Leveraging network information for personal development

I am a closet introvert. So good, that time after time MBTI reports have shown me to be an extreme extrovert. However, if you know me, you know that large gatherings baffle, pain and drain me. Yet, I have little choice but to constantly seek ways to place myself in social forums. Given this struggle between wanting to stay out of sight and having to be right under the spotlight, I often find myself wondering if I’m doing enough. Imagine the joy if someone handed me a report on where exactly my efforts (or rather lack of) land me and where I should be (sweet balance?). Fortunately, I needn’t look any further than an old favorite of mine– the much loved Organizational Network Analysis (ONA) that I’ve spoken about here, here, here and here. I doubt if you’d need more evidence of my love for this nifty tool.

It all began with a chance conversation with Michal Gradshtein, Founder & CEO of StarLinks. We began our conversation with me lamenting about HR & technology and thankfully, we soon moved the focus to ONA. I am so glad that Michal sought me out for conversation for had she not; I would have continued to view ONA as a tool that threw out data for both the individual and the organization. The thought that ONA could be used as a purely developmental tool that did not let anyone view individual data except the person themselves had never crossed my mind. Of course, everyone gets a look at an aggregated data set but the fact that reports are individualized and private makes the below questions so much easier to answer:

  1. Who is going to have access to my data? (No-one)
  2. What are you going to do with my data? (Nothing. No-one else has access. This is for you alone.)
  3. Will I get to see a report? (Yep, you get your own individual report. In addition, you also have access to a bird-eye of the aggregated data.)

This increases the chances of individuals responding honestly to the survey vs how they think they should be responding. After all, who does not want to use information to improve themselves?

StarLinks does this beautifully by asking four short questions. It uses open text vs asking people to indicate frequency for each other person in the network. This works in this environment because there is no program manager who is going to map out an entire network and use this data for re-structuring, career mapping or any other such exercise. Responses are collected via easy to understand questions under the categories of knowledge, thought, energy and functional. You know I’m always on the lookout for good questions and these questions make me very happy. They begin by asking – ‘Who do you turn to for knowledge and information needed for your work? Name up to five people who you turn to when you need valuable knowledge and information. Think of those people who promote your work by sharing their expertise and experience.’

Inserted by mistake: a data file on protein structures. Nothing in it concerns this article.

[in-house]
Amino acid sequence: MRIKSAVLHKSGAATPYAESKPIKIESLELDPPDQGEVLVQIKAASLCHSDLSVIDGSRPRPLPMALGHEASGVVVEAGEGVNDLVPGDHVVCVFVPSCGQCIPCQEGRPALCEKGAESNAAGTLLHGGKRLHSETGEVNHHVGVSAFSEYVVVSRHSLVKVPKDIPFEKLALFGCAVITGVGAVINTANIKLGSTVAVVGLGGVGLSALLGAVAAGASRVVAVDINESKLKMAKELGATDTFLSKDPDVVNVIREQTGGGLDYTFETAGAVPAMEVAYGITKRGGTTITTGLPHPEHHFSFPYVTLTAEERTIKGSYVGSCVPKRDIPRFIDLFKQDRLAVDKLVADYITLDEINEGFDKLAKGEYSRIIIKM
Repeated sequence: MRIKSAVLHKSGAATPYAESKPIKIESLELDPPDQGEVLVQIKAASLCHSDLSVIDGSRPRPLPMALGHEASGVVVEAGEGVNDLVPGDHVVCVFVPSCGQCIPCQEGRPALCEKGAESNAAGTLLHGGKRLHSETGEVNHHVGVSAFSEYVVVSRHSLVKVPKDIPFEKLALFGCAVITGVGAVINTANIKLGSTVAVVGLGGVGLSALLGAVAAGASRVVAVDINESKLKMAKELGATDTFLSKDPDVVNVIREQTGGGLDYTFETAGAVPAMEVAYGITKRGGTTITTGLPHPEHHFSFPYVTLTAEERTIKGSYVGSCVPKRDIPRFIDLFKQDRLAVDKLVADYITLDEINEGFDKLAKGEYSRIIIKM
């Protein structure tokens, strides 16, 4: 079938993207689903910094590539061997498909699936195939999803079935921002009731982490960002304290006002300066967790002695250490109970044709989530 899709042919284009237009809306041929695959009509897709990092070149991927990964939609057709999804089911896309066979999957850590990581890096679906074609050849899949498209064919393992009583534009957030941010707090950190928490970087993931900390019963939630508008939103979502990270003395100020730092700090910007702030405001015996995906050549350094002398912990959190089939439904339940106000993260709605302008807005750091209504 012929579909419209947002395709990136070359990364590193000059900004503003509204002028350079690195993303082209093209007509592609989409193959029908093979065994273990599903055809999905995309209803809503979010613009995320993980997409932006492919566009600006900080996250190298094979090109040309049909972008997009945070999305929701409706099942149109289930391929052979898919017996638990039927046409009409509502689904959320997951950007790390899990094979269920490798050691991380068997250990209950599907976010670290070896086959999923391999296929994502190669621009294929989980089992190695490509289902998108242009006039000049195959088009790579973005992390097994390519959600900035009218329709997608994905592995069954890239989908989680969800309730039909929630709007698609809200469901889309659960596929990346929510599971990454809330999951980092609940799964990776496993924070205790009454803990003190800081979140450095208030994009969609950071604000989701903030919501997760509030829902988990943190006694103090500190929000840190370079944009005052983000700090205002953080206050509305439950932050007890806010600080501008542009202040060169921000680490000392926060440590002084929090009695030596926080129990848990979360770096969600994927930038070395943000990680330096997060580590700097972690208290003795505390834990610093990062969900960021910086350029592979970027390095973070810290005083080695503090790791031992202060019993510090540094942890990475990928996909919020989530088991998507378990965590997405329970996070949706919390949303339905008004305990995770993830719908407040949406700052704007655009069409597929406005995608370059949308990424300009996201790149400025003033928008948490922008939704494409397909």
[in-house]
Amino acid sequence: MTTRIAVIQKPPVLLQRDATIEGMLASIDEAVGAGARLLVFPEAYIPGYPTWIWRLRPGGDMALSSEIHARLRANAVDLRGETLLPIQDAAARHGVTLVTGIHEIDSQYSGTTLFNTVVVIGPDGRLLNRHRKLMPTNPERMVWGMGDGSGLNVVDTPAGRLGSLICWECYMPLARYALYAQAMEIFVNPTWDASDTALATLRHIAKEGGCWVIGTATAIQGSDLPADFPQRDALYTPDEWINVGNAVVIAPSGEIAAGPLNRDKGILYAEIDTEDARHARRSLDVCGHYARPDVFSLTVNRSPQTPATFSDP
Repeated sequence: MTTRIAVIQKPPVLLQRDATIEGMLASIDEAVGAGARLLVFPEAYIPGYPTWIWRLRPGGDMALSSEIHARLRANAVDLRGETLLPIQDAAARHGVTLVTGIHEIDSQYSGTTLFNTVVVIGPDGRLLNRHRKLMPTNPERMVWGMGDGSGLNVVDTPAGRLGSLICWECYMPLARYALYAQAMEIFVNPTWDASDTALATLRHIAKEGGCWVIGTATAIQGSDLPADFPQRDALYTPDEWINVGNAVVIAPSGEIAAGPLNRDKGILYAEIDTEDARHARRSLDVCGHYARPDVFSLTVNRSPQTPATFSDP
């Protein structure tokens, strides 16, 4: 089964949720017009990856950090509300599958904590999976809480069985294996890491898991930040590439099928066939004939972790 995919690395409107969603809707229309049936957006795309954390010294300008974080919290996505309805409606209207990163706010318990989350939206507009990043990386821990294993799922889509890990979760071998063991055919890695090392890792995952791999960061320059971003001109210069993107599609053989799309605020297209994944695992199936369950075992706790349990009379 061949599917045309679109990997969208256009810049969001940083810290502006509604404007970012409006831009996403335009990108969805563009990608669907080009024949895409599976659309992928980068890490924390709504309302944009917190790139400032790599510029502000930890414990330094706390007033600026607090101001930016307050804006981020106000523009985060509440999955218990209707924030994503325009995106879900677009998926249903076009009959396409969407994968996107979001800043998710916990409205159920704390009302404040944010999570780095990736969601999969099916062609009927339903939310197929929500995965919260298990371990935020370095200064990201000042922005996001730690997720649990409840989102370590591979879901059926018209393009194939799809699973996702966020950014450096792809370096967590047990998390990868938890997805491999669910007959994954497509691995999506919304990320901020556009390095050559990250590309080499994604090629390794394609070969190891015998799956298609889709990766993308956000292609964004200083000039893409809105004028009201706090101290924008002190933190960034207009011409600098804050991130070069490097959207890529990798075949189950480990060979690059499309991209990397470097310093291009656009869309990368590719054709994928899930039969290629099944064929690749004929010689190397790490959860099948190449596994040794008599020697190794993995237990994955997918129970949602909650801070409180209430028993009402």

1Once you’ve responded to these questions, the tool throws out a report similar to what you view below. This gives you a wealth of information such as the network density, the strength of your ties, where you lie in terms of impact, agility, overload risk and a variety of other information. This allows you to flex your skills where needed. A debrief can also help you understand how to better understand this information and how to use this understanding to reach career goals.

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3You also get an insight into the organizational view that will help you understand the bigger picture and where you fit in. The old rule of thumb still applies though – you need a minimum of 80% responses for the data to be useful.

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5If you’ve been following this blog long enough, you know that I never mention a product unless it’s provoked thought – either positive or negative. Michal and StarLinks left me wanting to experiment more with networks. It is common knowledge that work in an organizations gets done more via the networks people build vs the formal hierarchy. The same is true with everything else in life. If there exists a way for you to leverage this more effectively, why not? If network analysis intrigues you, I’d strongly encourage you to visit the StarLinks website. Better still; go hear Michal speak at the upcoming Fifteen Seconds Europe taking place on June 7-8, 2018 at Graz.

Happy networking!

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